Back downfield, Luck sprawled to the turf. What an effort. "No words to describe this kid,'' said Arians. "One tough hombre. How'd he get out of that blitz to make that throw? You give me any quarterback in this league right now -- I don't care who -- and I wouldn't trade this kid for any one of 'em.''
What about Wayne? The Packers had to know Luck was laser-focused on him on this drive; Wayne was in the midst of the best game of his life. And it didn't matter. "I will never forget the unbelievable play of Reggie Wayne, especially on that drive,'' tight end Coby Fleener said afterward.
But there was another third down to navigate: 3rd-and-7 from the Green Bay 11, with 47 seconds to play. A field goal does no good here. Indy had to convert. With his receivers covered and a hole in the middle of the Packer defense, Luck took off. Though he looks like a lumberer, he actually runs a respectable 4.63 40-yard dash. Diving at about the 6-yardline, Luck got to the 4-, just enough for the first down after a lengthy replay review. He wasted no time on the next play, hitting Wayne on a quick incut, and Wayne stretched the ball in front of him at about the 2-, puncturing the plane of the goal line. Colts, 30-27.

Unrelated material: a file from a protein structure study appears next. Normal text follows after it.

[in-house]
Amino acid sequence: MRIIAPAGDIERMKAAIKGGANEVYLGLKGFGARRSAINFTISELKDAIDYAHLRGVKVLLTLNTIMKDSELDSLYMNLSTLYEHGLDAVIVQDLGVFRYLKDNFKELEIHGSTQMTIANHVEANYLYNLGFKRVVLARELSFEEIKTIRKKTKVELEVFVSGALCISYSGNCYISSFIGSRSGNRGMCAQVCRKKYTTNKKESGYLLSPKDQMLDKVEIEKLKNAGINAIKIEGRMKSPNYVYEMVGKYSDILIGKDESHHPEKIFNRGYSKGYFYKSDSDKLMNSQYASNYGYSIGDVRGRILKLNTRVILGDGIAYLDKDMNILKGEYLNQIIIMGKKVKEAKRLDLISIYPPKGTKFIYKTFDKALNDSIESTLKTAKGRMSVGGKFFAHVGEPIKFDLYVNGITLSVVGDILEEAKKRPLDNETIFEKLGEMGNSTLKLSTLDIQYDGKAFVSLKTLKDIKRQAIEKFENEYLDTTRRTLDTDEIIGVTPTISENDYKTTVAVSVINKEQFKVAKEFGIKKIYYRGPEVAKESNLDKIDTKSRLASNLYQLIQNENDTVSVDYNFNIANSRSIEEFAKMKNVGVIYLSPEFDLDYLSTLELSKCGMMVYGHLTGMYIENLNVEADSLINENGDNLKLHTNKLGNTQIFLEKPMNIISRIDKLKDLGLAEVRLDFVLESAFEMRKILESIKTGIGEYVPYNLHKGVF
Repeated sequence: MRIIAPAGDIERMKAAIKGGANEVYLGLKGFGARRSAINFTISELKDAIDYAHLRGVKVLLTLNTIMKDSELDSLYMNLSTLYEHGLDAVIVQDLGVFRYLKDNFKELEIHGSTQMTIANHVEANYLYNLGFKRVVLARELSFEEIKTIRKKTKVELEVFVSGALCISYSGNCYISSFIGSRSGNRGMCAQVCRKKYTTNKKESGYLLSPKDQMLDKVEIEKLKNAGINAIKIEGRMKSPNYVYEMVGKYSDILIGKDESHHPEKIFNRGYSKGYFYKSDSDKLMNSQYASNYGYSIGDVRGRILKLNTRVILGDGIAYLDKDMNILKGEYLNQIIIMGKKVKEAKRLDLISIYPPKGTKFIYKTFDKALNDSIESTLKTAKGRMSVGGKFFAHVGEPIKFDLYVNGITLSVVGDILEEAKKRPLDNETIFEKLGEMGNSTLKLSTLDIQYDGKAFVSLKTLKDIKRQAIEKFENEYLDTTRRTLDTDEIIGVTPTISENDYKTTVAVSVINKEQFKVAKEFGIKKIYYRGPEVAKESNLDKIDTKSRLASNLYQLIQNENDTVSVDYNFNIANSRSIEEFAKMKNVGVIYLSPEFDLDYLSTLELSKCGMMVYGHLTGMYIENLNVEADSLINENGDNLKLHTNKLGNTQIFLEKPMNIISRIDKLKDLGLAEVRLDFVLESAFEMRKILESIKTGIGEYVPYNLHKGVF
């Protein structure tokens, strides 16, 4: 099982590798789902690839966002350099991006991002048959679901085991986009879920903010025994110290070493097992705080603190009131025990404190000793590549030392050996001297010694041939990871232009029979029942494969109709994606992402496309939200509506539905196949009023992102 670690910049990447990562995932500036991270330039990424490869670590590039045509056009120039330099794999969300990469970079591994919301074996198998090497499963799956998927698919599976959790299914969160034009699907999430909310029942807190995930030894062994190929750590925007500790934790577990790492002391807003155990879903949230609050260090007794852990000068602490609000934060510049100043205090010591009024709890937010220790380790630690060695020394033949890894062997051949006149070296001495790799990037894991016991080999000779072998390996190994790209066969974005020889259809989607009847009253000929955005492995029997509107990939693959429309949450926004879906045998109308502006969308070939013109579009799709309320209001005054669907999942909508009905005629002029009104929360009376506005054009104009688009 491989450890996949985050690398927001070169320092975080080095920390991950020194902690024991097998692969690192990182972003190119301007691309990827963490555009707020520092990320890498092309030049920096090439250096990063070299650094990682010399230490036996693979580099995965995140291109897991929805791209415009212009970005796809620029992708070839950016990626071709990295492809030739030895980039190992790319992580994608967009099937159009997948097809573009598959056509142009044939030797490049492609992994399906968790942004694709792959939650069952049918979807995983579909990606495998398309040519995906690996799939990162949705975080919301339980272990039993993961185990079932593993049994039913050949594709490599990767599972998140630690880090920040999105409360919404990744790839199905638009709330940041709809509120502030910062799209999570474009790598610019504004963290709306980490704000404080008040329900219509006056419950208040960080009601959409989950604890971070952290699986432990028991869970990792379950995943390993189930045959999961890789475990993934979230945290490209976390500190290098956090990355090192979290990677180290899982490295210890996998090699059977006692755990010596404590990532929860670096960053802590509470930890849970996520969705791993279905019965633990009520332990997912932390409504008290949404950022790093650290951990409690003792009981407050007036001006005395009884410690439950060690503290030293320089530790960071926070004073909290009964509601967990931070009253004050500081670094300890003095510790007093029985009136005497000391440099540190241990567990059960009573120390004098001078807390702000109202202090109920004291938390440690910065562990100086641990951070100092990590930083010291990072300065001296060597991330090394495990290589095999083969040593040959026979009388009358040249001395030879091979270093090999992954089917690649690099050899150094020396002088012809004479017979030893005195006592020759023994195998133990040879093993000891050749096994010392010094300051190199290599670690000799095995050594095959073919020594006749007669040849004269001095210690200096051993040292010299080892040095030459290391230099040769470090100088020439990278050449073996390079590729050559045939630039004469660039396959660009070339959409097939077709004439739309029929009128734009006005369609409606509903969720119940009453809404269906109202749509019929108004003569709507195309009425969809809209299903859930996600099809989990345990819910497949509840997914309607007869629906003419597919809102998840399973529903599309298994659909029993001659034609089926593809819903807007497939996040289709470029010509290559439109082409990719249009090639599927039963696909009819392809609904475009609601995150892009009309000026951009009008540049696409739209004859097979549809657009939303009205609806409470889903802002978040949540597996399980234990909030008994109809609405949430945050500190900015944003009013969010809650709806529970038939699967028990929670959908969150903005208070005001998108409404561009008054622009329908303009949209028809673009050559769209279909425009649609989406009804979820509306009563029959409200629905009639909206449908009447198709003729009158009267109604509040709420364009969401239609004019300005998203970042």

Indy, however, left Aaron Rodgers 35 seconds. And no matter how the crowd and the Colts sideline wished time, just this once, could fly, Green Bay got in position for a 51-yard field-goal try by Mason Crosby with eight seconds left. Crosby had plenty of leg to make the kick.
"I just thought, 'If there's a God in heaven, I pray he misses this,'' said Arians.
Crosby seemed like he got a good kick on it. But something insane happened a millisecond later, inside a retractable-roof stadium with the dome closed this day. The ball veered left so fast and so far about 20 yards into the kick ... it was like an immense gust of wind showed up just then and pushed the kick impossibly left. Yet there was no wind -- the ball just shot to the left for some very odd, somebody-up-there-likes-Chuck reason, a shankapotamus if there ever were one.